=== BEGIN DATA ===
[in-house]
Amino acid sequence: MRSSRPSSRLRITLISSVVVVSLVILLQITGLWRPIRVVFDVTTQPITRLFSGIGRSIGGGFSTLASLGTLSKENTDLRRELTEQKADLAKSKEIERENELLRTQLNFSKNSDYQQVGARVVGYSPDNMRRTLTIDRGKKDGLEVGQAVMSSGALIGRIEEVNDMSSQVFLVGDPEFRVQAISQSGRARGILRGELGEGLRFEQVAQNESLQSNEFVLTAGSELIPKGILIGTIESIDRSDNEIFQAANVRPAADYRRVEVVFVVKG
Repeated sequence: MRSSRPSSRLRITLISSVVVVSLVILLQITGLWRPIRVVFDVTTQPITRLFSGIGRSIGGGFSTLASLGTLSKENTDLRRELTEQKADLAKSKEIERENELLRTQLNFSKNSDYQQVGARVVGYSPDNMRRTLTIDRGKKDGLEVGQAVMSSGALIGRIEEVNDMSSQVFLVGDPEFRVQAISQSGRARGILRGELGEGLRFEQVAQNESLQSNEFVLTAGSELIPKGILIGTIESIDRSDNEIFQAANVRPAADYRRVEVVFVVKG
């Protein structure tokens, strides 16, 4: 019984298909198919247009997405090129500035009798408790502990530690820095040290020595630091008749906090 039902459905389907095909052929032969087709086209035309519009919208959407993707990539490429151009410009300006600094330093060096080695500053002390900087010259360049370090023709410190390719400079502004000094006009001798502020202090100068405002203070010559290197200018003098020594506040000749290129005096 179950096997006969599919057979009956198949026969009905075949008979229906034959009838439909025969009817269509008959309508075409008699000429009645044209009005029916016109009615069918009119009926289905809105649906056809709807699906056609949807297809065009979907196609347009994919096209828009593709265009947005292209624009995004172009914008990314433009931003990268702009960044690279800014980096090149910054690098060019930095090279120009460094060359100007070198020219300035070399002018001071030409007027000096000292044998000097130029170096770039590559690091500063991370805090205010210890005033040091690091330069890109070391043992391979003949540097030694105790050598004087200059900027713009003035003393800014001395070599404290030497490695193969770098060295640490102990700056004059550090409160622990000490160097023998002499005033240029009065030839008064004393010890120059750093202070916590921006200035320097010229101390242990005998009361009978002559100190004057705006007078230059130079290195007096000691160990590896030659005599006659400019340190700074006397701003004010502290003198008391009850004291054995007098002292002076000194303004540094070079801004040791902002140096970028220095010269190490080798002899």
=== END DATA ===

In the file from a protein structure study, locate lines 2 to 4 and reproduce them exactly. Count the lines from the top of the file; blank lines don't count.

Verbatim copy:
Amino acid sequence: MRSSRPSSRLRITLISSVVVVSLVILLQITGLWRPIRVVFDVTTQPITRLFSGIGRSIGGGFSTLASLGTLSKENTDLRRELTEQKADLAKSKEIERENELLRTQLNFSKNSDYQQVGARVVGYSPDNMRRTLTIDRGKKDGLEVGQAVMSSGALIGRIEEVNDMSSQVFLVGDPEFRVQAISQSGRARGILRGELGEGLRFEQVAQNESLQSNEFVLTAGSELIPKGILIGTIESIDRSDNEIFQAANVRPAADYRRVEVVFVVKG
Repeated sequence: MRSSRPSSRLRITLISSVVVVSLVILLQITGLWRPIRVVFDVTTQPITRLFSGIGRSIGGGFSTLASLGTLSKENTDLRRELTEQKADLAKSKEIERENELLRTQLNFSKNSDYQQVGARVVGYSPDNMRRTLTIDRGKKDGLEVGQAVMSSGALIGRIEEVNDMSSQVFLVGDPEFRVQAISQSGRARGILRGELGEGLRFEQVAQNESLQSNEFVLTAGSELIPKGILIGTIESIDRSDNEIFQAANVRPAADYRRVEVVFVVKG
């Protein structure tokens, strides 16, 4: 019984298909198919247009997405090129500035009798408790502990530690820095040290020595630091008749906090 039902459905389907095909052929032969087709086209035309519009919208959407993707990539490429151009410009300006600094330093060096080695500053002390900087010259360049370090023709410190390719400079502004000094006009001798502020202090100068405002203070010559290197200018003098020594506040000749290129005096 179950096997006969599919057979009956198949026969009905075949008979229906034959009838439909025969009817269509008959309508075409008699000429009645044209009005029916016109009615069918009119009926289905809105649906056809709807699906056609949807297809065009979907196609347009994919096209828009593709265009947005292209624009995004172009914008990314433009931003990268702009960044690279800014980096090149910054690098060019930095090279120009460094060359100007070198020219300035070399002018001071030409007027000096000292044998000097130029170096770039590559690091500063991370805090205010210890005033040091690091330069890109070391043992391979003949540097030694105790050598004087200059900027713009003035003393800014001395070599404290030497490695193969770098060295640490102990700056004059550090409160622990000490160097023998002499005033240029009065030839008064004393010890120059750093202070916590921006200035320097010229101390242990005998009361009978002559100190004057705006007078230059130079290195007096000691160990590896030659005599006659400019340190700074006397701003004010502290003198008391009850004291054995007098002292002076000194303004540094070079801004040791902002140096970028220095010269190490080798002899």